Academic journal article New Zealand International Review

Old Attitudes in Japan's New Leadership: Stuart McMillan Examines the Abe Government's Approach to International Affairs and Finds Some Worrying Aspects

Academic journal article New Zealand International Review

Old Attitudes in Japan's New Leadership: Stuart McMillan Examines the Abe Government's Approach to International Affairs and Finds Some Worrying Aspects

Article excerpt

International hopes were high that Shinzo Abe, prime minister of Japan, with his 'Abenomics' plan, would revive Japan's stagnant economy, but he also brought with him some nationalist leanings that have complicated security relationships within the Asian region. Eis visit to the Yasukuni Shrine is one of several actions that have caused some strong reactions. Others have included passing a state secrets law which enabled officials to decide what should or should not be published and having Article 9 of the Japanese Constitution reinterpreted. His suggestion for an Asian security organisation may have significant implications for New Zealand.

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In December 2012 Shinzo Abe, leader of the Liberal Democratic Party, was elected as Japanese prime minister on economic grounds. At the same time he was known to want revision of constitutional restraints on the use of Japan's defence forces. His views on this subject had been expressed many times and he had sought such changes in his earlier short term as prime minister in 2006 and 2007.

During the first year after re-election he concentrated on seeking to revive Japan's economy, but in December 2013 he made a visit as prime minister to the Yasukuni Shrine, a war memorial in Tokyo which has a profoundly symbolic significance for Japan and its neighbours. During 2014 he managed to have the Diet pass a reinterpretation of Article 9 of the Japanese Constitution. While this reinterpretation did not alter the Constitution it is not unreasonable to conclude that it went quite some distance towards gutting Article 9, which reads:

   Aspiring sincerely to an international peace based on justice
   and order, the Japanese people forever renounce war as a sovereign
   right of the nation and the threat or use of force as
   means of settling international disputes. (2) To accomplish
   the aim of the preceding paragraph, land, sea, and air forces,
   as well as other war potential, will never be maintained. The
   right of belligerency of the state will not be recognized.

This article looks at some of the changes within Japan including the Constitution reinterpretation, makes an assessment of the security and strategic effects of the changes in the region and examines effects on New Zealand.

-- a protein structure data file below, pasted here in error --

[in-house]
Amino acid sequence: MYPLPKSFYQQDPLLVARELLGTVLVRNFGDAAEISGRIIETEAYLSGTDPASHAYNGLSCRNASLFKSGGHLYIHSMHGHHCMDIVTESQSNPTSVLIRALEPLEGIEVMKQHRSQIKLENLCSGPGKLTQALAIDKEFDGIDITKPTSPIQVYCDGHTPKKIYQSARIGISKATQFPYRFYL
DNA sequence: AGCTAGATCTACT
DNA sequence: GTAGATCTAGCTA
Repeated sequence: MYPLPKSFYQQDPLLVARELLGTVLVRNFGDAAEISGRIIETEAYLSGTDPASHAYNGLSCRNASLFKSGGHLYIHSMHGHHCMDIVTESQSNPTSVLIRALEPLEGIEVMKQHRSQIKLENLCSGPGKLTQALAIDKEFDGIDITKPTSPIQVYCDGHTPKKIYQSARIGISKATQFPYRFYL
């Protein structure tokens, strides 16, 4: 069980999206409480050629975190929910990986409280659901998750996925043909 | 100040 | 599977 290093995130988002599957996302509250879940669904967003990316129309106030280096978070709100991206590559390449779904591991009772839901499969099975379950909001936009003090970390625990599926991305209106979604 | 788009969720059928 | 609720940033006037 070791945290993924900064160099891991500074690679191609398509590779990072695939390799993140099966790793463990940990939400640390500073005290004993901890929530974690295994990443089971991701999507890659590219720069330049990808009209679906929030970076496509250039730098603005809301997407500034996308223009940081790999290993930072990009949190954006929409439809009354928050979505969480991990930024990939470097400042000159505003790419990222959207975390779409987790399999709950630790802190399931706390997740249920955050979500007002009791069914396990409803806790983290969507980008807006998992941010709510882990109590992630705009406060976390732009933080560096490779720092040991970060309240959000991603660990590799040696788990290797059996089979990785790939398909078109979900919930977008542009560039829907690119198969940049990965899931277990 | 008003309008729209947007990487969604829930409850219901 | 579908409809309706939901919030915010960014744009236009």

Abe's visit to the Yasukuni Shrine is only one action that has caused some strong reactions but it crystallised attitudes and is worth dwelling on. The visit was kept secret until he had made it. The Shinto shrine is viewed as housing the souls of those who have died fighting in Japan's wars. Some fourteen Class A war criminals are also listed there. A museum in the same grounds as the shrine contains some versions of history of Japan's part in the Second World War that are pronouncedly nationalist and revisionist. Visits by Japanese prime ministers and ministers are interpreted by some of Japan's neighbours as evidence that Japan has not repented for its actions during the Second World War nor renounced its conduct. For China, a part of which was colonised by Japan, and for the Korean peninsula, which was ruled by Japan from 1910 until 1943, the memories extend further than Second World War years.

Strong response

The strongest reactions to the visit came from South Korea and China. But Russia and Singapore also expressed regret. Without directly referring to the Yasukuni visit Ban Ki-moon, the UN secretary-general and a South Korean himself, said that it was regrettable that tensions from the past still plagued the region. But it was the reaction of the United States, which said that it was 'disappointed', that rocked the Japanese government. The Japanese government at first suggested that this was not a considered response. The United States had asked Abe not to visit the shrine and some high American officials had paid their respects to another war memorial. They were hoping to encourage Abe to do the same. The United States had read correctly how some of Japan's neighbours would react. …

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